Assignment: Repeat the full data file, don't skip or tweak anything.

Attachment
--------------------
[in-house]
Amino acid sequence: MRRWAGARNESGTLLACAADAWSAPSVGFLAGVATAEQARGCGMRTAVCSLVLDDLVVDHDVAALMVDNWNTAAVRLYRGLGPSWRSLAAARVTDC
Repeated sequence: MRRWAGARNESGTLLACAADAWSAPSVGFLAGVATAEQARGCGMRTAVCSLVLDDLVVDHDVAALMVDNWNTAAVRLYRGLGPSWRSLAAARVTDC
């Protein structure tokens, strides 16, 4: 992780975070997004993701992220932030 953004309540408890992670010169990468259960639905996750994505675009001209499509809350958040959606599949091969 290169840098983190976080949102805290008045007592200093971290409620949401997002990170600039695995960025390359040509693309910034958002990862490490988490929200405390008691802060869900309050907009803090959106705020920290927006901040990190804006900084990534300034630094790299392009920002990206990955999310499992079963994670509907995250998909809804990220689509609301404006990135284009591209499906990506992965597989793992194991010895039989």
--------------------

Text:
[in-house]
Amino acid sequence: MRRWAGARNESGTLLACAADAWSAPSVGFLAGVATAEQARGCGMRTAVCSLVLDDLVVDHDVAALMVDNWNTAAVRLYRGLGPSWRSLAAARVTDC
Repeated sequence: MRRWAGARNESGTLLACAADAWSAPSVGFLAGVATAEQARGCGMRTAVCSLVLDDLVVDHDVAALMVDNWNTAAVRLYRGLGPSWRSLAAARVTDC
């Protein structure tokens, strides 16, 4: 992780975070997004993701992220932030 953004309540408890992670010169990468259960639905996750994505675009001209499509809350958040959606599949091969 290169840098983190976080949102805290008045007592200093971290409620949401997002990170600039695995960025390359040509693309910034958002990862490490988490929200405390008691802060869900309050907009803090959106705020920290927006901040990190804006900084990534300034630094790299392009920002990206990955999310499992079963994670509907995250998909809804990220689509609301404006990135284009591209499906990506992965597989793992194991010895039989």